Welcome to our travel blog. We are Tabitha and Nic. In 2011 we 'retired' in our early 40s and set off to travel the world. We spent our first year in South America and have been lucky enough to make two trips to Antarctica.

Our blog is a record of our travels, thoughts and experiences. It is not a guide book, but we do include some tips and information, so we hope that you may find it useful if you are planning to visit somewhere we have been. Or you may just find it interesting as a bit of armchair travel.

Saturday, October 1, 2016

Hobart and MONA

Cascade Brewery, Hobart, Tasmania
Our other stop in Tasmania was the capital, Hobart. Hobart is a jumping off point for Antarctica, both for Australian and French scientific purposes and for tourism. As you know, we rather like Antarctica, so we had to actively resist trying to hop aboard a ship!

Hobart is an interesting mix of commerce. Aside from the Antarctica business, the port is very important for shipping, and the city has, amongst other things the Cascade Brewery and a Cadbury's Chocolate factory.

Narryna Heritage House, Hobart, Tasmania

The city feels a bit of a hybrid too. Some parts of it seem a little bit tired and generic, and have that 'declining high street' feel about them, whereas just around the corner there are some more vibrant areas, with independent shops, cafes and restaurants.

The good news is that it feels like the latter part is winning, and the city is on the way up, not down.

Battery Point, Hobart, Tasmania

We took a walk around Battery Point, which is a quiet but attractive area, with some pretty old buildings, and one of a few branches of an wonderful café called Jackson & McRoss.

After succumbing to one of their delicious cakes, we finished up in Prince's Wharf, which is one area that has certainly been smartened up.

There are plenty of places to eat, drink and shop here. Every Saturday morning, they have the excellent Salamanca market, and we had a great meal at Rockwall one evening.

Hobart, Tasmania

Hobart, Tasmania

MONA, Hobart, Tasmania
There are various museums and galleries in town where you can investigate the past, but we decided that in Hobart, our cultural experience had to be a bit more modern - with a visit to the much celebrated MONA.

MONA - the Museum of Old and New Art - is described by its imaginative owner and creator, David Walsh, as a 'subversive adult Disneyland'. It is certainly an intriguing place, not least because of the way that even getting there is part of the experience. Walsh made his money as a professional gambler, having invented a system to beat the system. While tourists have to pay to get in, locals can go for free.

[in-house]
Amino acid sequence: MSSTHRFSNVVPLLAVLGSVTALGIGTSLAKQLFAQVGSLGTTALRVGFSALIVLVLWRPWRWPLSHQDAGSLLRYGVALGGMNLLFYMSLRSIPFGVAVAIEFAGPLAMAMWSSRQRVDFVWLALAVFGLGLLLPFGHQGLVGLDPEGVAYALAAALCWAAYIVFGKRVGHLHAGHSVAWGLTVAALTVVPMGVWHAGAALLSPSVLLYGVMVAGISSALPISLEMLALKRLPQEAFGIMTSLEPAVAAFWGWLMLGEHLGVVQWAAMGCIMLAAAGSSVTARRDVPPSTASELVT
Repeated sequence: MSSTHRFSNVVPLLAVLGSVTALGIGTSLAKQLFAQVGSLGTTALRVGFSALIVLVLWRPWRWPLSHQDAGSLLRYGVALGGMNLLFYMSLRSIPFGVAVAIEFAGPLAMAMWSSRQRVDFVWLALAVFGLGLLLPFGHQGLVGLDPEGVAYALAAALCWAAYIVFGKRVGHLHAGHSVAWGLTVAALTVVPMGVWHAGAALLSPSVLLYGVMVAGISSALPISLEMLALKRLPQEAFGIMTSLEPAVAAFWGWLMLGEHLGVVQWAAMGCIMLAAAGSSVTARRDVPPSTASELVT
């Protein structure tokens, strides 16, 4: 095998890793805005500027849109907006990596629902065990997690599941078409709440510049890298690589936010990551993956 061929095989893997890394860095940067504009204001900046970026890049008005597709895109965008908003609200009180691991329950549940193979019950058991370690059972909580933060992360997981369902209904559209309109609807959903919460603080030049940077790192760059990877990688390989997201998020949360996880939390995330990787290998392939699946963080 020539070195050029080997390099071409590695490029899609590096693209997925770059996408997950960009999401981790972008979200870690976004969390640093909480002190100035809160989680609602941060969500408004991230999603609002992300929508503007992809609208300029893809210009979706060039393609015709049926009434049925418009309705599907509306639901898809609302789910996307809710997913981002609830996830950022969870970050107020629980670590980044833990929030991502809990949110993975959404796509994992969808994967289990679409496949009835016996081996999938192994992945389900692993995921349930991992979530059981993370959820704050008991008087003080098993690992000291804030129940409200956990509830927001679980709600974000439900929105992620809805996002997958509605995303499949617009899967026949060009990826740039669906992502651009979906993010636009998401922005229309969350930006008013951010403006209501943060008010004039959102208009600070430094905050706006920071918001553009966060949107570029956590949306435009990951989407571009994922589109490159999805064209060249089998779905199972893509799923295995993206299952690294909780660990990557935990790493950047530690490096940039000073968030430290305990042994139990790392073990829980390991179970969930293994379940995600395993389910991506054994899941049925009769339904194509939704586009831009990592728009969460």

MONA, Hobart, Tasmania
You can get there by road, but we took the MONA ferry, which goes from the harbour to their own jetty.

A word of warning, there are a lot of steps from the jetty to the entrance, so let them know when you book the ferry if mobility is a problem, and they will take you to an alternative jetty and shuttle you up to the entrance in a little golf buggy.

We opted to spend a bit more and go in the posh pit, where you get a little plate of nibbles and free drinks. It is more expensive, but if like us, you fit in a couple of drinks both ways, it actually is quite good value.

Bit.fall, MONA, Hobart, Tasmania

From the outside MONA looks like a single storey building, but there are actually three storeys underground, cut out of the rock. The sandstone has been left bare in parts, apparently because atheist Walsh wanted the 250 million year old rock to stand as a challenge to creationists.

You start at the bottom, and gradually work your way back up. It took us a while just to get started, because there is a bar at the start, which did some good cocktails. When you are ready to get going, there is information available on the exhibits through the I-pod you are given. It records what you look at, at you can have the record of it sent to you to look back on later.

MONA, Hobart, Tasmania

There was quite a large Gilbert and George exhibition, which was interesting, and there various other antiquities and bits of modern art.

One of our favourite things was an exhibit called 'Bit.fall', by Julius Popp. This was a huge computer controlled waterfall of sorts. It used 128 spouts to drip water in a way that forms words or phrases, which are taken from that day's news.

MONA, Hobart, Tasmania

We were less keen on the huge machine that replicates the human digestive system, literally taking in food and creating and disgorging 'poo', complete with bad smells.

The museum is sited on the Moorilla Estate winery, where you can do tours and tastings. There is also Moo's Brewery, which has some food, and the more upmarket The Source restaurant, so your eating and drinking needs are well catered for.

It is certainly an interesting place, and though modern art isn't generally our thing, we thought it was worth a visit.
Bit.fall, MONA, Hobart, Tasmania

Bit.fall, MONA, Hobart, Tasmania

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